At this very aged terminal 2, we travelled alongside people from not so well off Asian and Africans countries including Iraq and Kurdistan. But to add our shock passengers were also treated differently here. Staff working at this terminal was very commonly yelling and insulting passengers if they entered the wrong queue, and were very openly making fun of the travellers’ dress and appearance.
Both my mother and I speak Arabic well and we could understand everything that was said. Even though most were kind towards us not everyone received the same treatment. There was one instance in which a couple of immigration officers were making fun of a woman of African appearance. As one of the officers checked her passport he told his colleague “this one turns out to be holding a Canadian passport damn it” as if it was something she wasn’t worthy of. We were absolutely appalled.
As we waited at the gate we met a Kurdish family from Melbourne who shared our shocked about the treatment of travellers. Soon the waiting area was filling up by Kurdish speaking passengers and this made us feel closer to home than we had anticipated. Thanks to Milan we were soon speaking to everyone as he was running around and attracting everyone’s attention.
We boarded a very old and small passenger plane, which seemed fully booked out. We got a little worried as this plane looked very shaky. This time the air pressure really affected Milan’s ears. Before we knew it he was being passed around like a parcel between fellow travellers wanting to comfort Milan. I was a bit worried at first, but the warmth and friendliness of the Kurdish people around us was overwhelming.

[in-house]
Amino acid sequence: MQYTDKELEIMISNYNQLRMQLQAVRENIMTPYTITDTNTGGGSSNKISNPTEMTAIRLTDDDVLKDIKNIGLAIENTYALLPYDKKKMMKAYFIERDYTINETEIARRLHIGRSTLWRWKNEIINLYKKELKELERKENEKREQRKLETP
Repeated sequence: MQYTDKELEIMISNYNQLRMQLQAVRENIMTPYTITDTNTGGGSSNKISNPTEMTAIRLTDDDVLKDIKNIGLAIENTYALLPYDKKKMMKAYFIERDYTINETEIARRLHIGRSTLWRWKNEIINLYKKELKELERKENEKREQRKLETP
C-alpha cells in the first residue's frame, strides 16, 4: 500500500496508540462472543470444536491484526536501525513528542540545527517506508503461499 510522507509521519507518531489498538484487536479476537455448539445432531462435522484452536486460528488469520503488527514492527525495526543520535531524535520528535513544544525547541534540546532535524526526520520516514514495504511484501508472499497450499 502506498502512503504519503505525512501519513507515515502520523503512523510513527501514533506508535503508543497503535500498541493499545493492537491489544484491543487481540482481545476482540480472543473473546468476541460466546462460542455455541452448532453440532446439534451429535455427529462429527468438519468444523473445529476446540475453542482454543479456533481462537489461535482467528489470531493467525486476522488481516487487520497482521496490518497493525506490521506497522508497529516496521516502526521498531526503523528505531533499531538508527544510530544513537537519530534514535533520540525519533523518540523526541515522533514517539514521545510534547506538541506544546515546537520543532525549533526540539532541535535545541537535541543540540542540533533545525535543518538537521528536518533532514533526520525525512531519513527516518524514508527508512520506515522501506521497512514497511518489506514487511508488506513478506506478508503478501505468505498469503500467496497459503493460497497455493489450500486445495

The four-hour flight from Dubai to Sulaymaniya was coming to an end and we landed at 8pm local time and 7 degrees Celsius – quite a difference to the climate in Sydney and Dubai.
We were here; this was it, finally arriving home. It felt like there was a familiar smell in the very cold air.
The following days and weeks were full of emotional reunions with family and old friends. We did many road-trips to other areas and cities in Kurdistan including our home town of Kirkuk (the orphan abandoned city, which I won’t talk about here as it is a whole other story).
Unfortunately Milan started suffering from diarrhoea, which meant he was using up a lot of nappies, nappy rash cream and body wash very fast. He was eating almost everything that was offered to him for the first time in his life. He was sharing and wanting everything his little cousins were eating. During the whole time I was unable to find let alone control the cause of his diarrhoea. As a result he started getting a severe nappy rash.
So we ran out of nappies, nappy cream, and wipes by week three. I was recommended many different brands of baby products that were available. Surprisingly the range was huge; you could find many international brands in most super and mini markets. Huggies seemed to be the only product that wasn’t available though. I tried all brands yet nothing was really helping. We did make it through the month and a half of travelling though.
I think you can never be prepared enough when travelling with young children. Part of it is to go with your gut instincts and hope for the best. With my experience of travelling with Milan here is a checklist of:
Things I don’t regret having packed (plenty of)
- Baby formula. I had packed the right amount so that on the day we left I had about half a can left, just enough for the trip back.
- Gifts for all of my family and friends.
- “Blankie”, Milan’s favourite blanket.
Things I packed (way) too much of
- Baby food. They were also very heavy because of the glass jars.
- Clothes, shoes, and make-up for myself which I could have done without.
- Toys that everyone had recommended to take on-board. They were no use what-so-ever because there were so many interesting things for an 18 months old to explore.
Things I wish I’d packed more of
- Huggies, they seemed to be the only brand of diapers that could have prevented Milan’s nappy rash.
- Nappy rash cream that worked for Milan as it wasn’t available in shops.